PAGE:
# Contents

Under construction.

## Idea

The idea here is to extend Coecke's graphical rules for completely positive maps in order to develop more sophisticated category-theoretic diagrams while maintaining the simplicity of the “object-arrow” representation (pdf). Two problems that could benefit from this analysis are the Birkhoff-von Neumann theorem and the study of extremal quantum channels.

## Simple channels

### Simple channel carrying quantum information

Consider a channel mapping a set of operators on a Hilbert space, $L\left({ℋ}_{1}\right)$, to another set of operators on a Hilbert space, $L\left({ℋ}_{2}\right)$. It can be represented by a simple digraph with an associated arrow diagram as follows:

$\begin{array}{ccc}\mathrm{Digraph}& & \mathrm{Arrow}\mathrm{diagram}\\ \\ •& & L\left({ℋ}_{1}\right)\\ ↓& & ↓\\ •& & L\left({ℋ}_{2}\right)\end{array}\phantom{\rule{thinmathspace}{0ex}}.$\array{ Digraph && Arrow diagram \\ \\ \bullet && L(\mathcal{H}_{1}) \\ \downarrow && \downarrow \\ \bullet && L(\mathcal{H}_{2}) } \,.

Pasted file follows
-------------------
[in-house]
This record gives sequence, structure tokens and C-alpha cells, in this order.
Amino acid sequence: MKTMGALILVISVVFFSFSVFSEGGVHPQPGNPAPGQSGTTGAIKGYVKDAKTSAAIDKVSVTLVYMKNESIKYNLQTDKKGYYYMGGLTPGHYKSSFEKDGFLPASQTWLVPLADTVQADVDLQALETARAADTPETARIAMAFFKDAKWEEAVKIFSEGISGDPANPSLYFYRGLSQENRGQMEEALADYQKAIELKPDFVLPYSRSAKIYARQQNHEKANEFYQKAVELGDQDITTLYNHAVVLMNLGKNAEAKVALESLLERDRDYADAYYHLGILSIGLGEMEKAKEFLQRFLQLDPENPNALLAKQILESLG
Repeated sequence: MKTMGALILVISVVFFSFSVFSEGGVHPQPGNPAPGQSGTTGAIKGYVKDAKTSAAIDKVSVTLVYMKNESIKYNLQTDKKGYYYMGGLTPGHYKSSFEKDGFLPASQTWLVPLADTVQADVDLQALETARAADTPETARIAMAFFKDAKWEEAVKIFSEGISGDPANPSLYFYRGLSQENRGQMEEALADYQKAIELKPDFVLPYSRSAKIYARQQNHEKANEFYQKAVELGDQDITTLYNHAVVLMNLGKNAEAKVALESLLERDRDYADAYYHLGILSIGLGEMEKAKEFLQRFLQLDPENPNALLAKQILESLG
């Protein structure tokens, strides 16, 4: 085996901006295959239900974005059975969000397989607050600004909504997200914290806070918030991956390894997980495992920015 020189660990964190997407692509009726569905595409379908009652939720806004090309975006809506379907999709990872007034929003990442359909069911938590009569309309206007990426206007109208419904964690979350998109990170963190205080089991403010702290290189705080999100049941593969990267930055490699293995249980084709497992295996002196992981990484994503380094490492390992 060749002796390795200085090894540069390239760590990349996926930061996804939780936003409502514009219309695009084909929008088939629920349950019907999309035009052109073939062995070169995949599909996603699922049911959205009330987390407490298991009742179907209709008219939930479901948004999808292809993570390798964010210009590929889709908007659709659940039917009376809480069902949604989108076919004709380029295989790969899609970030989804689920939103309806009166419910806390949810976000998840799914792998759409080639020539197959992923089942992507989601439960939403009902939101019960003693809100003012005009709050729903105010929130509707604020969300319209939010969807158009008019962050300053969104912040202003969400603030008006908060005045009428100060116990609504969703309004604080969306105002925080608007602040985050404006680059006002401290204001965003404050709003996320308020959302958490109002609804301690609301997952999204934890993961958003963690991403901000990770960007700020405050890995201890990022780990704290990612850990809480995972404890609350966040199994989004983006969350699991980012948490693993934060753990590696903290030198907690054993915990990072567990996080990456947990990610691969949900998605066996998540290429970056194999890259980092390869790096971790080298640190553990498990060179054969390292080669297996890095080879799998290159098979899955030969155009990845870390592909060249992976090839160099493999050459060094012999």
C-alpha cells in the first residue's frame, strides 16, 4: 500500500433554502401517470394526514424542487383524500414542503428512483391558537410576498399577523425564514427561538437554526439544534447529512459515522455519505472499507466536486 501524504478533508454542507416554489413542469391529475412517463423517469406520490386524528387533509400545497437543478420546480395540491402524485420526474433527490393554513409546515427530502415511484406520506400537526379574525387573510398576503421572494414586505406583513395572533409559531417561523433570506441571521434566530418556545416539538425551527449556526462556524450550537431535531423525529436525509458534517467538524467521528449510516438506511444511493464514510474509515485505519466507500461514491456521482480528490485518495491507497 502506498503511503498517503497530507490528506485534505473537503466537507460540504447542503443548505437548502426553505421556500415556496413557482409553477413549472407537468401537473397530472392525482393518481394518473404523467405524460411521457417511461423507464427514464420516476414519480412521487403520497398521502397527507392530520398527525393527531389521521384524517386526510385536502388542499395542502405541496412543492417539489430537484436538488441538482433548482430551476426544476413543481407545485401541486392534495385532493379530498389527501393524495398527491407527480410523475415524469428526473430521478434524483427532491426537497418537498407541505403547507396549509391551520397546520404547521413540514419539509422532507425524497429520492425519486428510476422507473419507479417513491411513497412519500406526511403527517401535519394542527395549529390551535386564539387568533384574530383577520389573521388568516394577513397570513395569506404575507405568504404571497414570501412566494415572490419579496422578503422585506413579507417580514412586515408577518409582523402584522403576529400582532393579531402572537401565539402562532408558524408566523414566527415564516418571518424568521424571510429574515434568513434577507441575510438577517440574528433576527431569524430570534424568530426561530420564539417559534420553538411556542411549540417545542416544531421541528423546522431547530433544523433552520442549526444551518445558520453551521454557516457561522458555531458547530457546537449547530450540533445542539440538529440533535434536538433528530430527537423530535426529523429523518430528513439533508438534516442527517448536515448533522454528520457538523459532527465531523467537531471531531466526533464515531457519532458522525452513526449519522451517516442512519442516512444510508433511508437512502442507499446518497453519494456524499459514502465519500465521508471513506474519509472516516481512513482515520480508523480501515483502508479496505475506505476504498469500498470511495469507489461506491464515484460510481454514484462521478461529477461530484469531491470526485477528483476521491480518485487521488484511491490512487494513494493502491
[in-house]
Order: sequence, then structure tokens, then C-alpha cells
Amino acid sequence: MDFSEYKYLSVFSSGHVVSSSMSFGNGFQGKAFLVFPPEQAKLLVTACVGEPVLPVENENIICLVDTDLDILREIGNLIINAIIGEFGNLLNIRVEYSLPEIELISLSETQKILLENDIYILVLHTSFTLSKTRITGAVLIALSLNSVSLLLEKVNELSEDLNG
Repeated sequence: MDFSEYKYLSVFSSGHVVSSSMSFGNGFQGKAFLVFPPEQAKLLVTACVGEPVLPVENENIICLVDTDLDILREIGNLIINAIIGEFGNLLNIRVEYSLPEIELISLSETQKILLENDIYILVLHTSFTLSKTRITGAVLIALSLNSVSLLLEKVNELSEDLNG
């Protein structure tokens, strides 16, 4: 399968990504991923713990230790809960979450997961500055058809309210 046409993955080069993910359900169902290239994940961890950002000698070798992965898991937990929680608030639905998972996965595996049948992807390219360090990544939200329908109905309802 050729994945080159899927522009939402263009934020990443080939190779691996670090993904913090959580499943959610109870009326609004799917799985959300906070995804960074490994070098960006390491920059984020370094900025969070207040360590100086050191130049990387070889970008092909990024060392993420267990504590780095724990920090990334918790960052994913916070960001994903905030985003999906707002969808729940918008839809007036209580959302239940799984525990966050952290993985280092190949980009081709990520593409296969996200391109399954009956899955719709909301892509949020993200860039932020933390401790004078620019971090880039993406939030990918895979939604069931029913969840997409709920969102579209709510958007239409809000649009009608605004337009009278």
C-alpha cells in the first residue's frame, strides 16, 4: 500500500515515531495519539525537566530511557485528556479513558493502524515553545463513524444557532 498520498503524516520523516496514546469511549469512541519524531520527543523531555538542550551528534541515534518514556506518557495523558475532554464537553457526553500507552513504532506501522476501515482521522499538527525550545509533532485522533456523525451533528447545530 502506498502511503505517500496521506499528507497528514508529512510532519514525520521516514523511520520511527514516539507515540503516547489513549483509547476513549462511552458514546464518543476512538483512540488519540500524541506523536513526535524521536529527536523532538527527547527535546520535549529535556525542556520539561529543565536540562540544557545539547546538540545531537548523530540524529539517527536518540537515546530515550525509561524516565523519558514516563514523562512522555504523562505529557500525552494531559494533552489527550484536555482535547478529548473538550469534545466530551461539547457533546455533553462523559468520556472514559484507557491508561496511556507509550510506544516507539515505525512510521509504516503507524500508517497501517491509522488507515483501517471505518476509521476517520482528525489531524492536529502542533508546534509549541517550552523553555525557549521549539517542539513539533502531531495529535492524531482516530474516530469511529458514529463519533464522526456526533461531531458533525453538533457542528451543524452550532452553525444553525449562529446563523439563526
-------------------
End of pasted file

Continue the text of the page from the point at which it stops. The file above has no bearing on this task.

Notice that this is a complete graph, ${K}_{2}$.

### Simple channel carrying quantum and classical information

Consider a channel that takes as its input $L\left({ℋ}_{1}\right)\otimes C\left(X\right)$ where $C\left(X\right)$ is a set of continuous operators on some space $X$ and that represents classical information. Take the output of this channel to be $L\left({ℋ}_{2}\right)$. The associated representations are:

$\begin{array}{ccccc}& \mathrm{Digraph}& & \mathrm{Arrow}\mathrm{diagram}& \\ \\ •& & •& & L\left({ℋ}_{1}\right)& & C\left(X\right)\\ ↘& & ↙& & ↘& & ↙\\ & •& & & & L\left({ℋ}_{1}\right)\otimes C\left(X\right)& \\ & ↓& & & & ↓\\ & •& & & & L\left({ℋ}_{2}\right)\end{array}\phantom{\rule{thinmathspace}{0ex}}.$\array{ & Digraph && Arrow diagram & \\ \\ \bullet && \bullet && L(\mathcal{H}_{1}) && C(X) \\ \searrow && \swarrow && \searrow && \swarrow \\ & \bullet &&&& L(\mathcal{H}_{1}) \otimes C(X) & \\ & \downarrow &&&& \downarrow \\ & \bullet &&&& L(\mathcal{H}_{2}) } \,.

## Copies of channels

Now consider two copies of a channel $\epsilon :A\to R\left(A\right)$. Coecke’s model would look like:

and I’ll have to come back to this…

Revised on July 4, 2010 13:42:31 by Eric Forgy (119.247.164.98)